While resumes have long been an essential ingredient in the job application process, today people are increasingly turning to online options such as LinkedIn. And, of course, making a good first impression is just as important online as it is when using a resume.
According to recent LinkedIn research, 65 percent of professionals say that the impression you make online is just as important as the one you make in person. Not only that, but 76 percent believe it's difficult to overcome a bad first impression.
According to LinkedIn career expert Blair Decembrele, your LinkedIn profile can and should be optimized to make the best impression you can on prospective employers. Blair offers the following specific tips for doing just that.
Showcase what you're "in it" for.
Your profile is an online reflection of who you are and what you're "in it" for, so you'll want to do some introspection before writing your summary. This is one of the top things a recruiter looks at when viewing your LinkedIn profile. Think of your summary as your elevator pitch--how would you spark a potential employer's or contact's interest in 40 words? Include your experience, skills and interests, as well as your passions, motivations, goals and what makes you unique as a professional. Make sure your online persona represents your most authentic self. Don't be afraid to let your personality shine through.
Use a photo that represents your professional identity.
First impressions matter, and a strong LinkedIn photo makes all the difference. In fact, in a recent LinkedIn survey, nearly one-fifth of hiring managers say they have eliminated a candidate from consideration because of inappropriate photos online. And, profiles with photos receive up to 21x more profile views, 9x more connection requests and up to 36x more messages. Ensure your photo is clear and professional by using a simple background, cropping it so your face fills up at least 60 percent of the frame, and using filters to enhance brightness, contrast or saturation.
Reference your education or current position.
Including your education, industry and current position help recruiters and alumni easily find you. Adding your education leads to up to 17x more messages from recruiters, so be sure to fill in your degree type, fields of study (if applicable), and the years you attended school. Additionally, be sure to add certifications and past job descriptions to give your audience more insight into your skills and experience--members with current positions are discovered up to 16x more in recruiter searches and profile views shoot up 29x.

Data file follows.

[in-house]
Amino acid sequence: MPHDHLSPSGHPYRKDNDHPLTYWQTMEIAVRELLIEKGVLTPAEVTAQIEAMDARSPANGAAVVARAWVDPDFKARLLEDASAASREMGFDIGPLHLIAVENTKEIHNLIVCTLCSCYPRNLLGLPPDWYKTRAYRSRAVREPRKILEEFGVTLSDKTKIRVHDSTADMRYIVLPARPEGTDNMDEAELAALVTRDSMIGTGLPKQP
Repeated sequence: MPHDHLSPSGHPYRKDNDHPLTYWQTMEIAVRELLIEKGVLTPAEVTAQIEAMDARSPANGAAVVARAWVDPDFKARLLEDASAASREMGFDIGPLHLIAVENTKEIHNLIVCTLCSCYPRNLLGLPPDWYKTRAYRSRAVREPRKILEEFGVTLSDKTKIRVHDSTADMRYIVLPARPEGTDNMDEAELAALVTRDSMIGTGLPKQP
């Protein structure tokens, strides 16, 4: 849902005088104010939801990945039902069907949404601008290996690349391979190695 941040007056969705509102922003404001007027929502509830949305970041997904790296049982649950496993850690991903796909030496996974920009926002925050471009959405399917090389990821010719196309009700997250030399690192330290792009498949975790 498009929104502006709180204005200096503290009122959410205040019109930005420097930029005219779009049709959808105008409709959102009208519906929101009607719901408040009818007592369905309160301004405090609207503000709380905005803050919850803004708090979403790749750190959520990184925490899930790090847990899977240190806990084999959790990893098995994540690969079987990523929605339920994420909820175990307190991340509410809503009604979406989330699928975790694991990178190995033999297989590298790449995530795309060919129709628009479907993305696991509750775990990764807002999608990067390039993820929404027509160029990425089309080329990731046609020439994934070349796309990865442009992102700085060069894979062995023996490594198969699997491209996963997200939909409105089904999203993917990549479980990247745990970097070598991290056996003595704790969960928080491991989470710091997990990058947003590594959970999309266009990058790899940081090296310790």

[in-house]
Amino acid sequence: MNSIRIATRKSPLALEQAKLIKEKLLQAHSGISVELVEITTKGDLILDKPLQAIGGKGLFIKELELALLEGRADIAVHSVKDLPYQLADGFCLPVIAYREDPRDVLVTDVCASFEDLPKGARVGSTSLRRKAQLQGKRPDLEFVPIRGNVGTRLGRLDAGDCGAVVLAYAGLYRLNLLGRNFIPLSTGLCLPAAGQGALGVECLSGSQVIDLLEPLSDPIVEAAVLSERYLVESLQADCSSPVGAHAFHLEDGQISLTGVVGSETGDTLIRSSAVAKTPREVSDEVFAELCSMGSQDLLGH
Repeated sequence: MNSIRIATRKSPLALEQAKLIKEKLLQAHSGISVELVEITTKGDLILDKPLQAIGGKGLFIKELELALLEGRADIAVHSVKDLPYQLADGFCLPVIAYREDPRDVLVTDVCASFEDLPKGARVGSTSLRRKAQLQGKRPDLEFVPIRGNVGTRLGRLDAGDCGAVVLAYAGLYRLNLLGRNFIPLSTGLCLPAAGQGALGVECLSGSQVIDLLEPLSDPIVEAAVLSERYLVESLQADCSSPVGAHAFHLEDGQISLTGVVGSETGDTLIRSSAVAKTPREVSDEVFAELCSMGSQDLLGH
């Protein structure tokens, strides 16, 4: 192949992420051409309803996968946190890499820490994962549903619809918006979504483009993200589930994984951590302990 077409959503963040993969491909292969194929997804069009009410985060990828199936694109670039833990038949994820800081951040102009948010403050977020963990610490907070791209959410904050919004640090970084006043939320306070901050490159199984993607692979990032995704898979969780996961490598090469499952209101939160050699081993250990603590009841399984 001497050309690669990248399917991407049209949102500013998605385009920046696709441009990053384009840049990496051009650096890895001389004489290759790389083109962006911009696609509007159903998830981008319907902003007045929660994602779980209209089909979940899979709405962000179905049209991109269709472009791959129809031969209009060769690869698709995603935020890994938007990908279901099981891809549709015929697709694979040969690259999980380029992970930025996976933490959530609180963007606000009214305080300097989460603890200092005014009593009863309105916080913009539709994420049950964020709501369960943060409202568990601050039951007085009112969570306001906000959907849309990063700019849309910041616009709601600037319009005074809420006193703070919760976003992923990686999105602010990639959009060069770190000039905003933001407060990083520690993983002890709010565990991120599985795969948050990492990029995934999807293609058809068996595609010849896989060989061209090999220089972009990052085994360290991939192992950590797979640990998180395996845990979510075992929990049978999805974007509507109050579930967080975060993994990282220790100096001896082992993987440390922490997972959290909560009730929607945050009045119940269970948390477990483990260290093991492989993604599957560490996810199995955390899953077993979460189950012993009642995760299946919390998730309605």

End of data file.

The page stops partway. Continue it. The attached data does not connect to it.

Showcase your skills.
Almost 90 percent of professionals feel that skills are even more important than job titles, use your profile to showcase what you've learned in your career. Including five or more skills can help you get up to 17x more profile views and 31x more messages from recruiters and others who can help you get ahead. If you don't have any formal work experience, feature skills you learned through your studies or volunteer experience. Soft skills are just as, if not more important, than hard skills when applying for jobs, and many employers now tout skills over certificates. Take a look at desirable job descriptions for your field--if you have the skills for these positions, add them to your profile--and keep buzzwords like specialized, passionate and expert out of your summary.
Share your location.
Members with a location listed receive up to 19x more profile views, and 28x more likely to receive a message to start a conversation. Including the city where you are based makes you up to 23x more likely to be found by other members in your geographic area. More than 30% of recruiters rely on location information to find candidates, so the more details you have, the more likely you will be found and connected to your next opportunity.
Oh. And one more thing.
If you decide to upgrade your resume too (not a bad idea), LinkedIn has developed a pretty nifty tool called Resume Assistant which the company says, "offers inspiration and resources to craft a compelling resume directly within Microsoft Word." According to LinkedIn, when you select your desired role and industry, Resume Assistant pulls LinkedIn insights from millions (yes--millions) of member profiles. This provides you with the opportunity to see how people in that role described the work they do.
Regardless of how you decide to do it, making your LinkedIn profile stand out from the pack will be well worth your time. It might even land you your next job.